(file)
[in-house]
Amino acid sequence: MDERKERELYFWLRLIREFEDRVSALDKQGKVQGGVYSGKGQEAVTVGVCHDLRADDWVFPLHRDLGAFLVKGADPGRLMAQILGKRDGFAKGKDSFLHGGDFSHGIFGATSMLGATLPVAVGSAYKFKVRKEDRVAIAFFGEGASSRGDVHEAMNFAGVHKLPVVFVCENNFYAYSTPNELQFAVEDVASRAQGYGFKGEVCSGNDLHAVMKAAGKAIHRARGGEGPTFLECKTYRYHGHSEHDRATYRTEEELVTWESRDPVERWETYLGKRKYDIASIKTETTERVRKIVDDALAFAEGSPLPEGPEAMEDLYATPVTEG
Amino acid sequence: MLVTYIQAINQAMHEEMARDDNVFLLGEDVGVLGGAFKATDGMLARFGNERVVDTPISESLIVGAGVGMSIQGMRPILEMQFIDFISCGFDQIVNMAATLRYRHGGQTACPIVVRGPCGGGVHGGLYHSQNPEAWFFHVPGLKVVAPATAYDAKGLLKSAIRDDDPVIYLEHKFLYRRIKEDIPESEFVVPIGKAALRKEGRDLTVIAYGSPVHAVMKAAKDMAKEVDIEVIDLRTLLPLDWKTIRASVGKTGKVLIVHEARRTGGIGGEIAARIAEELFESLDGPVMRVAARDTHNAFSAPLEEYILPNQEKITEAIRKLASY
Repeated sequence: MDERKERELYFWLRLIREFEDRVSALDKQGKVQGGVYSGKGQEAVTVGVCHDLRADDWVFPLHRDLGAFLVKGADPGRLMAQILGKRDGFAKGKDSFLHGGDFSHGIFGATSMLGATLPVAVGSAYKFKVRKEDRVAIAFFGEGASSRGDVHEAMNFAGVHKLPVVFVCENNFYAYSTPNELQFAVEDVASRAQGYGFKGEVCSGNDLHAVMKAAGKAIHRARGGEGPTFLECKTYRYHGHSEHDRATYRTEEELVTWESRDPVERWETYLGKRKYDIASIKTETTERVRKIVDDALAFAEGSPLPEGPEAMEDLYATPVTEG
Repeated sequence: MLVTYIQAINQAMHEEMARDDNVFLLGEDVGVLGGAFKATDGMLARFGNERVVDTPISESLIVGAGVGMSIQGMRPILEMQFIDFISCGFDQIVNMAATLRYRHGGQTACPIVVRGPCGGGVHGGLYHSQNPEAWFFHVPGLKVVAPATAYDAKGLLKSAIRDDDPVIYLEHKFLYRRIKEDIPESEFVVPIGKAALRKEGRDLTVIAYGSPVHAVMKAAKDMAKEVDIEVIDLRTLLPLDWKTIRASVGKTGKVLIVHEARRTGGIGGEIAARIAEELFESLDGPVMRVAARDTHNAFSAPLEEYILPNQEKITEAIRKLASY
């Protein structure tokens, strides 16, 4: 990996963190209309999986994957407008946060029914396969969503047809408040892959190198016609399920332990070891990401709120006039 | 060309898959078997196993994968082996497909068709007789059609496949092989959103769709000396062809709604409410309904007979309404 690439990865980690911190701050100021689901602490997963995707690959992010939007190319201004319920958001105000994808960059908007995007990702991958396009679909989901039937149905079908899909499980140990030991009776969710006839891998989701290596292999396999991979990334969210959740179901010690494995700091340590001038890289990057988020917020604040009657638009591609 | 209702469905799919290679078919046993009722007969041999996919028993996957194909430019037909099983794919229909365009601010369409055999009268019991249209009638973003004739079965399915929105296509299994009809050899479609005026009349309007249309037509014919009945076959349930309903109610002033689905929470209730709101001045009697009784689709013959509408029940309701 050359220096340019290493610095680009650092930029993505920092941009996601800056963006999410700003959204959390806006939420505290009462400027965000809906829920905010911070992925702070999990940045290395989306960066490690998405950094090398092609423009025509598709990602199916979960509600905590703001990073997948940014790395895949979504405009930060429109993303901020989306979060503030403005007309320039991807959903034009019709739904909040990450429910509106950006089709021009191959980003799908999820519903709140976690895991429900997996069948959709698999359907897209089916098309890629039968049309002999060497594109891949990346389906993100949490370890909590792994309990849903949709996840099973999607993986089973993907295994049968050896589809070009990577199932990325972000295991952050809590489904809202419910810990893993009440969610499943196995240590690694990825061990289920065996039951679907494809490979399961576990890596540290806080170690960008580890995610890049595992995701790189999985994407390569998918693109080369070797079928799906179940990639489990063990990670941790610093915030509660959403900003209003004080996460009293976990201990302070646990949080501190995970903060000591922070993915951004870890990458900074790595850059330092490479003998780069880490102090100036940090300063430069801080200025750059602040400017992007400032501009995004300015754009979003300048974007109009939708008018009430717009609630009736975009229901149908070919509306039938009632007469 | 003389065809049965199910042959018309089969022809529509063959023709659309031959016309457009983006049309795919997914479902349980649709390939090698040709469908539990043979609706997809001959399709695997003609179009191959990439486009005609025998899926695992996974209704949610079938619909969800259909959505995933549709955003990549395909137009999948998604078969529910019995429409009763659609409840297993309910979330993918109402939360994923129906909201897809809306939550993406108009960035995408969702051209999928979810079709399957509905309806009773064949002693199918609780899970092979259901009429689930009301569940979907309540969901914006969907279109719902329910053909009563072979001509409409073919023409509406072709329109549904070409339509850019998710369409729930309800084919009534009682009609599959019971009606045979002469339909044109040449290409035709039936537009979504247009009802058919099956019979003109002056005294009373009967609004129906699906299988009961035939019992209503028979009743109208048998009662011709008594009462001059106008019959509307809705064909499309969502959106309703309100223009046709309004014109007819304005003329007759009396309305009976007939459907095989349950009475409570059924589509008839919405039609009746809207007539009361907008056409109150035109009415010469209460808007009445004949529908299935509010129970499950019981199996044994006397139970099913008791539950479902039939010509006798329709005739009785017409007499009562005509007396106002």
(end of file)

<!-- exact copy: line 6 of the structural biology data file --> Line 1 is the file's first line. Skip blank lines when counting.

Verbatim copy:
């Protein structure tokens, strides 16, 4: 990996963190209309999986994957407008946060029914396969969503047809408040892959190198016609399920332990070891990401709120006039 | 060309898959078997196993994968082996497909068709007789059609496949092989959103769709000396062809709604409410309904007979309404 690439990865980690911190701050100021689901602490997963995707690959992010939007190319201004319920958001105000994808960059908007995007990702991958396009679909989901039937149905079908899909499980140990030991009776969710006839891998989701290596292999396999991979990334969210959740179901010690494995700091340590001038890289990057988020917020604040009657638009591609 | 209702469905799919290679078919046993009722007969041999996919028993996957194909430019037909099983794919229909365009601010369409055999009268019991249209009638973003004739079965399915929105296509299994009809050899479609005026009349309007249309037509014919009945076959349930309903109610002033689905929470209730709101001045009697009784689709013959509408029940309701 050359220096340019290493610095680009650092930029993505920092941009996601800056963006999410700003959204959390806006939420505290009462400027965000809906829920905010911070992925702070999990940045290395989306960066490690998405950094090398092609423009025509598709990602199916979960509600905590703001990073997948940014790395895949979504405009930060429109993303901020989306979060503030403005007309320039991807959903034009019709739904909040990450429910509106950006089709021009191959980003799908999820519903709140976690895991429900997996069948959709698999359907897209089916098309890629039968049309002999060497594109891949990346389906993100949490370890909590792994309990849903949709996840099973999607993986089973993907295994049968050896589809070009990577199932990325972000295991952050809590489904809202419910810990893993009440969610499943196995240590690694990825061990289920065996039951679907494809490979399961576990890596540290806080170690960008580890995610890049595992995701790189999985994407390569998918693109080369070797079928799906179940990639489990063990990670941790610093915030509660959403900003209003004080996460009293976990201990302070646990949080501190995970903060000591922070993915951004870890990458900074790595850059330092490479003998780069880490102090100036940090300063430069801080200025750059602040400017992007400032501009995004300015754009979003300048974007109009939708008018009430717009609630009736975009229901149908070919509306039938009632007469 | 003389065809049965199910042959018309089969022809529509063959023709659309031959016309457009983006049309795919997914479902349980649709390939090698040709469908539990043979609706997809001959399709695997003609179009191959990439486009005609025998899926695992996974209704949610079938619909969800259909959505995933549709955003990549395909137009999948998604078969529910019995429409009763659609409840297993309910979330993918109402939360994923129906909201897809809306939550993406108009960035995408969702051209999928979810079709399957509905309806009773064949002693199918609780899970092979259901009429689930009301569940979907309540969901914006969907279109719902329910053909009563072979001509409409073919023409509406072709329109549904070409339509850019998710369409729930309800084919009534009682009609599959019971009606045979002469339909044109040449290409035709039936537009979504247009009802058919099956019979003109002056005294009373009967609004129906699906299988009961035939019992209503028979009743109208048998009662011709008594009462001059106008019959509307809705064909499309969502959106309703309100223009046709309004014109007819304005003329007759009396309305009976007939459907095989349950009475409570059924589509008839919405039609009746809207007539009361907008056409109150035109009415010469209460808007009445004949529908299935509010129970499950019981199996044994006397139970099913008791539950479902039939010509006798329709005739009785017409007499009562005509007396106002």